In honor of spending the next few days at PAX Dev and PAX Prime, I thought I’d go on a little rant on that which shapes everything I think about and everything I do: narrative.

The transcript of my presentation, “The Future of Video Game Narrative: Player, Agency, And Negative Space Storytelling,” can be read on Academia.edu

Story and the Future of Video Game Narrative

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Video games are the next step in the evolution of storytelling. But like the first fifty years of cinema, we have yet to crack the perfect form of game narrative. Each time we discover a new medium to tell stories we have to experiment with the best ways to use that medium. I have read articles that argue that we have reached peak evolution for video game narrative and that there will never be any quality game stories. I disagree; we just haven’t experimented enough because we are too hung up on trying to tell the story like we would in films. The birth of cinema saw the same problem: they were too stuck in trying to tell the story like they would on stage. But there is big difference between the most effective ways to present narrative in those mediums. So why are we still trying to tell a game story like a movie story?

One incredibly useful tool is negative space storytelling. Think of Hemmingway’s (alleged) famous six-word story: “for sale: baby shoes, never worn.” It tells an entire story, yes, but all the details are left to the reader’s imagination. And because it’s left to the imagination, it is all the more powerful. Each reader will rush to fill in that void with his or her deepest fears, complexes, and triggers. As a result the story is far more personal and far more influential.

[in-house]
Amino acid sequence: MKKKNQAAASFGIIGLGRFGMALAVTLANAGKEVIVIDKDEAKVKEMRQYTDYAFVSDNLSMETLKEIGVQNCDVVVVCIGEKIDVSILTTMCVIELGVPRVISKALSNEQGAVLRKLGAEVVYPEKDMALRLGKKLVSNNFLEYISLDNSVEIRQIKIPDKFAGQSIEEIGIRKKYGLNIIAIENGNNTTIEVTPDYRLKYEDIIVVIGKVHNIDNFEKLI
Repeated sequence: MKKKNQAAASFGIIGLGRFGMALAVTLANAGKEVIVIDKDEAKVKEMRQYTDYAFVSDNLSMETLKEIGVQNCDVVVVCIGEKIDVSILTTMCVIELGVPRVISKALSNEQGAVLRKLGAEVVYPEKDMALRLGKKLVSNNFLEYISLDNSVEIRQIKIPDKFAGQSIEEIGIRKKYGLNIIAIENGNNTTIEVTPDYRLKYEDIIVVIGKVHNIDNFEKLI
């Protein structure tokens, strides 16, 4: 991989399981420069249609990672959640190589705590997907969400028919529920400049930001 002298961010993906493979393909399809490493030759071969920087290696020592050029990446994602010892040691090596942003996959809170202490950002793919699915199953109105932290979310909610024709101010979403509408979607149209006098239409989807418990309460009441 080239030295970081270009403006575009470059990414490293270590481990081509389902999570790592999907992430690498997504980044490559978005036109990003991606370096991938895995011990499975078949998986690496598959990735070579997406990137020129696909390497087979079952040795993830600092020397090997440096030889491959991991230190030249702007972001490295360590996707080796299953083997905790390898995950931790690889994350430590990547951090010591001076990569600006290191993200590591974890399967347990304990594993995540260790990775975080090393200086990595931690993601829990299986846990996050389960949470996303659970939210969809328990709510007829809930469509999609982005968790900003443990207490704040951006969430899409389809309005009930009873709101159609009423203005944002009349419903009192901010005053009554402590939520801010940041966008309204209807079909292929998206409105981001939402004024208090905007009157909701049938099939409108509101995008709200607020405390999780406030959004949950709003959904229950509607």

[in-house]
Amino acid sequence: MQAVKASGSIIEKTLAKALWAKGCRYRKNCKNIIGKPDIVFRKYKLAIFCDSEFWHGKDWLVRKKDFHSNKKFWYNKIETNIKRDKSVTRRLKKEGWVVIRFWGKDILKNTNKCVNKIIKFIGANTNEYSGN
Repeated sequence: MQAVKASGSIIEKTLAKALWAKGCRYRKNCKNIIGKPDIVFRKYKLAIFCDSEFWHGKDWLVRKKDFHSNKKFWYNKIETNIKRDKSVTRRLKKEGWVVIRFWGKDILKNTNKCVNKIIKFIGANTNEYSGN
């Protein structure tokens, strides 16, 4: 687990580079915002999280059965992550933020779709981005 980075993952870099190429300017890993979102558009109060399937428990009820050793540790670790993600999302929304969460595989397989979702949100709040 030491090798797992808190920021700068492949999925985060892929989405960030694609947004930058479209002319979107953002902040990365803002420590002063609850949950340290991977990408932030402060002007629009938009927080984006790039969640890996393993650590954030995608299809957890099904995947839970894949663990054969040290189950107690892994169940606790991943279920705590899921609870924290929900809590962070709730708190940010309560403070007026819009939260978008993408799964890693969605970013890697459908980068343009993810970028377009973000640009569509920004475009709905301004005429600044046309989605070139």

My favorite example of this technique in video games is found in Titanfall. Several fans complained loudly about the lack of a story-driven campaign, but the game itself does not lack narrative. That can be found in the richly developed world where the players would do battle. In addition to the backstory about the tension between the IMC and Militia, the loading screen for each map has one little sentence about the area, explaining that it is an abandoned training facility, fuel station, wildlife repulsor testing facility, etc. My partner and I have spent hours exploring the details of the world around us, comparing maps, and coming up with complex world-and-culture-building theories that greatly improved our gameplay.

What most video game writers overlook is the inherent interactivity in the medium. So many games only give the illusion of control, but the choices the player makes rarely has any real impact on the direction of the story––or even have major consequences. Here we run into two problems that keep video game writing stymied: 1) We are limited by the development engines that serve to structure game storytelling. 2) We are trapped by semantics in the word “storytelling.” It keeps us thinking of story as something that the writer creates and the audience consumes. I have been using it thus far in the treatment of this subject, but it is one that makes me wince every time I use it. The phrase “interactive storytelling” is particularly painful because it is an oxymoron. A video game should be a part of “story making.” Fortunately there is already a word for that: mythopoesis. The making of a myth.

Interesting in hearing more? I presented on this topic at the 2016 conference for the Pop Culture Association / American Culture Association, held in Seattle on March 21-25. My panel, Understanding Game Narrative, will took place on Wednesday, March 23, at 11:30am. The link to download the paper is at the top of this post.